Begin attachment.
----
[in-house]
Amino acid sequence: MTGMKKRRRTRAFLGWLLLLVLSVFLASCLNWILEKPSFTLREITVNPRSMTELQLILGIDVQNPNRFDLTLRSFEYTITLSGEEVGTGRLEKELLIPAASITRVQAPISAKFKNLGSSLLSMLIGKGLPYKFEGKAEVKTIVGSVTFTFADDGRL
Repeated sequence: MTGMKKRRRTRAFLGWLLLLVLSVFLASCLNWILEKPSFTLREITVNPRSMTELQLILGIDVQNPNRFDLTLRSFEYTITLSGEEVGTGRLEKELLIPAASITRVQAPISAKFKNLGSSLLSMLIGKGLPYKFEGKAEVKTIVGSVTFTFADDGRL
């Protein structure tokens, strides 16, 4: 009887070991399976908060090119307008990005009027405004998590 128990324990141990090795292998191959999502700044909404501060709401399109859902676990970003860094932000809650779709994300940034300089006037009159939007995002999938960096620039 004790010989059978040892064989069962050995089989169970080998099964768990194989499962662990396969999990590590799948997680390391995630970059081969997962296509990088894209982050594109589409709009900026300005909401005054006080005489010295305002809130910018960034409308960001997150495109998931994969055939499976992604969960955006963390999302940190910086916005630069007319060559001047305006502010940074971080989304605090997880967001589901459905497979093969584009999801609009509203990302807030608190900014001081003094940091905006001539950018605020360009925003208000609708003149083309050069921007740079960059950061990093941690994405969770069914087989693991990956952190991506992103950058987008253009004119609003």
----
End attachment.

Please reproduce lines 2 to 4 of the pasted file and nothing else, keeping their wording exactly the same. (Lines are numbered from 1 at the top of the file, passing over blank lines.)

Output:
Amino acid sequence: MTGMKKRRRTRAFLGWLLLLVLSVFLASCLNWILEKPSFTLREITVNPRSMTELQLILGIDVQNPNRFDLTLRSFEYTITLSGEEVGTGRLEKELLIPAASITRVQAPISAKFKNLGSSLLSMLIGKGLPYKFEGKAEVKTIVGSVTFTFADDGRL
Repeated sequence: MTGMKKRRRTRAFLGWLLLLVLSVFLASCLNWILEKPSFTLREITVNPRSMTELQLILGIDVQNPNRFDLTLRSFEYTITLSGEEVGTGRLEKELLIPAASITRVQAPISAKFKNLGSSLLSMLIGKGLPYKFEGKAEVKTIVGSVTFTFADDGRL
């Protein structure tokens, strides 16, 4: 009887070991399976908060090119307008990005009027405004998590 128990324990141990090795292998191959999502700044909404501060709401399109859902676990970003860094932000809650779709994300940034300089006037009159939007995002999938960096620039 004790010989059978040892064989069962050995089989169970080998099964768990194989499962662990396969999990590590799948997680390391995630970059081969997962296509990088894209982050594109589409709009900026300005909401005054006080005489010295305002809130910018960034409308960001997150495109998931994969055939499976992604969960955006963390999302940190910086916005630069007319060559001047305006502010940074971080989304605090997880967001589901459905497979093969584009999801609009509203990302807030608190900014001081003094940091905006001539950018605020360009925003208000609708003149083309050069921007740079960059950061990093941690994405969770069914087989693991990956952190991506992103950058987008253009004119609003």